How to effectively negotiate a residential property contract
Negotiating a residential property contract need not be a daunting task. The key is to anticipate each phase of the private treaty transaction and the contingencies that may arise along the way.
Before beginning to negotiate price, the savvy buyer should calculate an upper price point, never to be exceeded, no matter how attractive the property. Some use a third party negotiator, such as a professional buyer’s agent, solicitor or friend to keep price discipline.
Mortgage pre-approval at that upper limit may do a great deal to strengthen a buyer’s negotiating position at the bargaining table. First-time home purchasers should also explore whether they are eligible for a First Home Owner Grant scheme (“FHOG scheme”).
The next prerequisite is market research. Sale prices of comparable properties in the same area for the previous three months are a good guide. Some buyers engage an expert in property valuation who has access to detailed sales and other data or purchase data from property research firms.
Suitably armed with firm discipline and market research, go house hunting, find a property and make an offer. Most asking prices have some latitude, but the offer should not be so low as to offend. If the seller rejects the offer but indicates a willingness to continue negotiations, buyers may still have negotiating room if the initial offer was below the limit. If not, it’s on to the next property.
When a seller accepts the offer, contracts are exchanged. The buyer’s attorney will review it carefully prior to signing. At signing, buyers typically pay a deposit of at least 10 percent of the purchase price. Deposits can be paid by way of cash, cheque, electronic transfer of funds or by using deposit bonds or bank guarantees.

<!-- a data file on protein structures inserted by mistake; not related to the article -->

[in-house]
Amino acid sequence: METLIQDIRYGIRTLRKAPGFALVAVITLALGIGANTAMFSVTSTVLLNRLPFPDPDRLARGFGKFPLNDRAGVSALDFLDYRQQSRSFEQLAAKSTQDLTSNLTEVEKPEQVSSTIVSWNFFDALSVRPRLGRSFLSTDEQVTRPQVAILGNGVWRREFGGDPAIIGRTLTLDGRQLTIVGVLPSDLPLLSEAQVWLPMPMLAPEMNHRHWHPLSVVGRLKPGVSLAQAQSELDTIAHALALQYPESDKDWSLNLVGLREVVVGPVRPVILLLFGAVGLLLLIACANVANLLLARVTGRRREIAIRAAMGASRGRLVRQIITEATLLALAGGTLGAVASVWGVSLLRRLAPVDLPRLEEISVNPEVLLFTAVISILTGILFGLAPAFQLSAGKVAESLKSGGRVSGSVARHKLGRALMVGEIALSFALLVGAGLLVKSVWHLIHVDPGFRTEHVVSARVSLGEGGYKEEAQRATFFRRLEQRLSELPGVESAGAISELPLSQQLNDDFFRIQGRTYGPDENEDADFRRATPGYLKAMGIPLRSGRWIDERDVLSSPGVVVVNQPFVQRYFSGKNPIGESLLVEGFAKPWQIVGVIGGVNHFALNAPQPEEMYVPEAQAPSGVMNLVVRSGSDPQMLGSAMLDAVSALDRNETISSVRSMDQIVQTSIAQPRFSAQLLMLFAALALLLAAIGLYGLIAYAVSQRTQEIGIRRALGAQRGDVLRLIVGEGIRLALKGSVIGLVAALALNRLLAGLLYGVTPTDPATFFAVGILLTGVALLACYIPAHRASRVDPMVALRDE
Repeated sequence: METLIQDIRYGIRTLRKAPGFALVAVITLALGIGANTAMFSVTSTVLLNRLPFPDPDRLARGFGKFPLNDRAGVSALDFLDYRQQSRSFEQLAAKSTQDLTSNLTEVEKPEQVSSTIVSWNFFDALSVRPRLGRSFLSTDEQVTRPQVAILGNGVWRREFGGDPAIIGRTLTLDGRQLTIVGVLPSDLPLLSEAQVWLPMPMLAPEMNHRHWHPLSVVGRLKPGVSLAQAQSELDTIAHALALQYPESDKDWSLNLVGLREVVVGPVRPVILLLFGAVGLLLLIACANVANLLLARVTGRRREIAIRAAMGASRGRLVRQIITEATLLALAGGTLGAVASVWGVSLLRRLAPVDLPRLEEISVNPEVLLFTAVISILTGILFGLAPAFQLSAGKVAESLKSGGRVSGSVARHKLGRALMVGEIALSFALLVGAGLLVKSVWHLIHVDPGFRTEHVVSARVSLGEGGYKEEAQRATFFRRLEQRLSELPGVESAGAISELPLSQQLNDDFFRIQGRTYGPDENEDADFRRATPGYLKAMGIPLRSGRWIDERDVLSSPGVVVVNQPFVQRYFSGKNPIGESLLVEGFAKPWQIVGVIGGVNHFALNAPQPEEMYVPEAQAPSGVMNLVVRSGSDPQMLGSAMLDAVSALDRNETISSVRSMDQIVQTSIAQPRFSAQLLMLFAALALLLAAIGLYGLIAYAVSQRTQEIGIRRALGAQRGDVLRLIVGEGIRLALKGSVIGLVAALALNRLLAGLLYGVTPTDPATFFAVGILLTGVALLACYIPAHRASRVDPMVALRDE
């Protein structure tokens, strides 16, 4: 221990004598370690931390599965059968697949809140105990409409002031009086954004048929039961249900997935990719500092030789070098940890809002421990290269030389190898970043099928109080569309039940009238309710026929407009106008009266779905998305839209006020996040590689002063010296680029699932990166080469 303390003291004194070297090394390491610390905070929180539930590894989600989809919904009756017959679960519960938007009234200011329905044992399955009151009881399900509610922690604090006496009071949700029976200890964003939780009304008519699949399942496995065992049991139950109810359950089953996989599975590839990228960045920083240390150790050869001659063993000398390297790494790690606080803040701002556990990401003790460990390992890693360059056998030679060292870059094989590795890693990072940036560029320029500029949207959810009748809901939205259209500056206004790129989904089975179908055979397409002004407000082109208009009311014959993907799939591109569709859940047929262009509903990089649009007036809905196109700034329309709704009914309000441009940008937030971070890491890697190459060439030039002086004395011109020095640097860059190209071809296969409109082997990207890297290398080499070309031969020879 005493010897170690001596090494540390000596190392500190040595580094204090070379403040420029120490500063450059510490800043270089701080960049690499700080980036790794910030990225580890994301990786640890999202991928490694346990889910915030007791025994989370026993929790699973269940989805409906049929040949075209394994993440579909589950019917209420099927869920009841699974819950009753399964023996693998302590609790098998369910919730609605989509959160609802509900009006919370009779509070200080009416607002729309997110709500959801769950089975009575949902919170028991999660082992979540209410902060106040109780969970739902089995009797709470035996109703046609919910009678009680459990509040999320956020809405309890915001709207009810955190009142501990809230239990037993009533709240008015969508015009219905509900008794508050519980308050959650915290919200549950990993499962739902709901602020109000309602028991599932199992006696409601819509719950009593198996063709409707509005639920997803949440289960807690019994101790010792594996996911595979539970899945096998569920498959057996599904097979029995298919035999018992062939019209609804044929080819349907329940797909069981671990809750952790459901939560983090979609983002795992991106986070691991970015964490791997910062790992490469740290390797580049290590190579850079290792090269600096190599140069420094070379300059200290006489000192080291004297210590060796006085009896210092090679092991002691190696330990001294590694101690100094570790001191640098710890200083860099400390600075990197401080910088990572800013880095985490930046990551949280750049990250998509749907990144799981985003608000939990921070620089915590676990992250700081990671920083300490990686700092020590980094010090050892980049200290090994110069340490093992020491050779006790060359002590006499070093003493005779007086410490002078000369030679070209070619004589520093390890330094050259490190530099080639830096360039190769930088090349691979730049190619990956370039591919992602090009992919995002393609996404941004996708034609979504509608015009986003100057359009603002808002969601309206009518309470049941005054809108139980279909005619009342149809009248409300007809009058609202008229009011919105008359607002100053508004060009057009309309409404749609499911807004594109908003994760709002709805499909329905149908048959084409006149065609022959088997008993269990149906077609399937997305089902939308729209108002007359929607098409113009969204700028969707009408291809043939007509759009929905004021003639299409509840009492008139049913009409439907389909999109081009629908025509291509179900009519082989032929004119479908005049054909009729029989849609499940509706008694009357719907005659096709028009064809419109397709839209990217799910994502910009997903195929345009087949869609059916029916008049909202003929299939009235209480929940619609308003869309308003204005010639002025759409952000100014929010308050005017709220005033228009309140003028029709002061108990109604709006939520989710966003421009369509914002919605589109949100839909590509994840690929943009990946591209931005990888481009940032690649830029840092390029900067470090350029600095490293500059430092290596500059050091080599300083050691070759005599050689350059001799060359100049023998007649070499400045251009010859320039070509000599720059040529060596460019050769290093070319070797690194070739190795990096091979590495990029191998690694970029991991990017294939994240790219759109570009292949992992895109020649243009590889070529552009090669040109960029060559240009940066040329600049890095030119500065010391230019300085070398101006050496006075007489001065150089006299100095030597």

Cooling- off period
Residential property buyers in NSW have a cooling-off period of five business days after contracts are exchanged. During this period, buyers may withdraw from the contract with written notice.
A buyer who withdraws during the cooling-off period may reclaim the deposit less 0.25 percent of the purchase price. In negotiation, some buyers choose to waive the cooling-off period. It may also be reduced or extended by written agreement with the seller.
Settlement usually takes place about 6 weeks after contracts are exchanged. At settlement legal ownership of the property changes and the remainder of the sale price is due. Most contracts are contingent on the satisfaction of certain conditions concerning pest inspections, financing, and a variety of property searches. The purchaser typically orders and reviews the pest and building inspection. In NSW, the property searches include a title search, zoning search, strata plan search and a historical search. The buyer’s solicitor will typically order and review the property searches during the period between the exchange of contracts and settlement. The buyer’s obligation is not fixed until the conditions specified in the contract are satisfied.
On the morning of settlement, buyers should conduct a final inspection of the property to ensure it is in the same condition as when contracts were exchanged.
Exiting the contract for legal reasons
After the cooling-off period it may still be possible to withdraw if the property contract conditions are not met. Alternatively, the contract may give the seller an opportunity to cure the defect. One of the most important reasons that buyers should work closely with a solicitor is to understand what the withdrawal rights are in the event that conditions fail. This is the area where disputes tend to arise and where the most technical comprehension of legal rights and responsibilities is required.
About the author: Rolf Howard, Owen Hodge Lawyers
Rolf is a managing partner of Owen Hodge Lawyers. He has been in the legal practice since 1986 and a partner of Owen Hodge Lawyers since 1992. Rolf focuses on assisting clients to proactively manage legal responsibilities and opportunities to achieve competitive advantage.